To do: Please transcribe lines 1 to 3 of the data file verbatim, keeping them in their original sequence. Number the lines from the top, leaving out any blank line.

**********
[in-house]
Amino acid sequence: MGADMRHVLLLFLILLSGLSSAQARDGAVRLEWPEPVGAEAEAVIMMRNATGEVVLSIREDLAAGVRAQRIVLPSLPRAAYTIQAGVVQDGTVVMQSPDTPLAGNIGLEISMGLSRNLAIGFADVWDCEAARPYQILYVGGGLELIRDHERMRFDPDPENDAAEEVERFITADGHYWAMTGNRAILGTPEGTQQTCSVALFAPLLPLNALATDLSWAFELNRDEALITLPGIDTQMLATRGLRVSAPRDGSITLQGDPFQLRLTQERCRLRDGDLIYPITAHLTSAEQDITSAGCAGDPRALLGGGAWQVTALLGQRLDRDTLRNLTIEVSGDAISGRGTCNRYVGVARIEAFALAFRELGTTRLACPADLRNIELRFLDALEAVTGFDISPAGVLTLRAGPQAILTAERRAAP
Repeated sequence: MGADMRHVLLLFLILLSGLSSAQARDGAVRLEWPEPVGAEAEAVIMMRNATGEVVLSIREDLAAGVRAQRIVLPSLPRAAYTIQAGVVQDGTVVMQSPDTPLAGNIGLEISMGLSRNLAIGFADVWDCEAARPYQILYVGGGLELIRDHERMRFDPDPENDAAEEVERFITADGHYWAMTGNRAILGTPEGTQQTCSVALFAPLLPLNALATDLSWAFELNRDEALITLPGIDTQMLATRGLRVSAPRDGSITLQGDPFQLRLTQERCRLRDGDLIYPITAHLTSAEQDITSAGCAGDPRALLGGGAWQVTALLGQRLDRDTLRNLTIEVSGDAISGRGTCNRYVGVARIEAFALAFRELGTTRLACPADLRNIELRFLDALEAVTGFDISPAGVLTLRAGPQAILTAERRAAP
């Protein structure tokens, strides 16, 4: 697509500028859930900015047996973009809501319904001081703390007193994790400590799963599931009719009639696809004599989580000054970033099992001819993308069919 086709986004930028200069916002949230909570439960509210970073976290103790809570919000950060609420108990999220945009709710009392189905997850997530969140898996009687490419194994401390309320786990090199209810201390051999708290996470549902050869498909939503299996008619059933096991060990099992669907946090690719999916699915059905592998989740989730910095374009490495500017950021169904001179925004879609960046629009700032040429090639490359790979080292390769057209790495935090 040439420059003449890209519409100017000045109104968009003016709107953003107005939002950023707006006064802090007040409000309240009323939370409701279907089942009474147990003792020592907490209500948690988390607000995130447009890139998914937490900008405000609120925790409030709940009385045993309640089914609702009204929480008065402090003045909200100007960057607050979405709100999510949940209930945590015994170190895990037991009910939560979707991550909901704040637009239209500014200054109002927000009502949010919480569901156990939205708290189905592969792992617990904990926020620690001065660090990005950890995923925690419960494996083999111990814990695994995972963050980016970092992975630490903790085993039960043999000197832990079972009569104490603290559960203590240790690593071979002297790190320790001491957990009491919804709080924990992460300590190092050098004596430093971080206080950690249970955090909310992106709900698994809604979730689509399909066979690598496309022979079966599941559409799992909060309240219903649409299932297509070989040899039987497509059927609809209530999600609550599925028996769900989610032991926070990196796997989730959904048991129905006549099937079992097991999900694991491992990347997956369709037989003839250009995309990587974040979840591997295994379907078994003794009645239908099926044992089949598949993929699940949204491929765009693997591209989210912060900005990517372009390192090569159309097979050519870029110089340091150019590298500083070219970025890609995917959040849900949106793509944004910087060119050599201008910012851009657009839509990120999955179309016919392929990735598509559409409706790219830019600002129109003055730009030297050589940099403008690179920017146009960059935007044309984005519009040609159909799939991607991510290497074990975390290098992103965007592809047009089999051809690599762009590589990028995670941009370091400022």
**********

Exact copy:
[in-house]
Amino acid sequence: MGADMRHVLLLFLILLSGLSSAQARDGAVRLEWPEPVGAEAEAVIMMRNATGEVVLSIREDLAAGVRAQRIVLPSLPRAAYTIQAGVVQDGTVVMQSPDTPLAGNIGLEISMGLSRNLAIGFADVWDCEAARPYQILYVGGGLELIRDHERMRFDPDPENDAAEEVERFITADGHYWAMTGNRAILGTPEGTQQTCSVALFAPLLPLNALATDLSWAFELNRDEALITLPGIDTQMLATRGLRVSAPRDGSITLQGDPFQLRLTQERCRLRDGDLIYPITAHLTSAEQDITSAGCAGDPRALLGGGAWQVTALLGQRLDRDTLRNLTIEVSGDAISGRGTCNRYVGVARIEAFALAFRELGTTRLACPADLRNIELRFLDALEAVTGFDISPAGVLTLRAGPQAILTAERRAAP
Repeated sequence: MGADMRHVLLLFLILLSGLSSAQARDGAVRLEWPEPVGAEAEAVIMMRNATGEVVLSIREDLAAGVRAQRIVLPSLPRAAYTIQAGVVQDGTVVMQSPDTPLAGNIGLEISMGLSRNLAIGFADVWDCEAARPYQILYVGGGLELIRDHERMRFDPDPENDAAEEVERFITADGHYWAMTGNRAILGTPEGTQQTCSVALFAPLLPLNALATDLSWAFELNRDEALITLPGIDTQMLATRGLRVSAPRDGSITLQGDPFQLRLTQERCRLRDGDLIYPITAHLTSAEQDITSAGCAGDPRALLGGGAWQVTALLGQRLDRDTLRNLTIEVSGDAISGRGTCNRYVGVARIEAFALAFRELGTTRLACPADLRNIELRFLDALEAVTGFDISPAGVLTLRAGPQAILTAERRAAP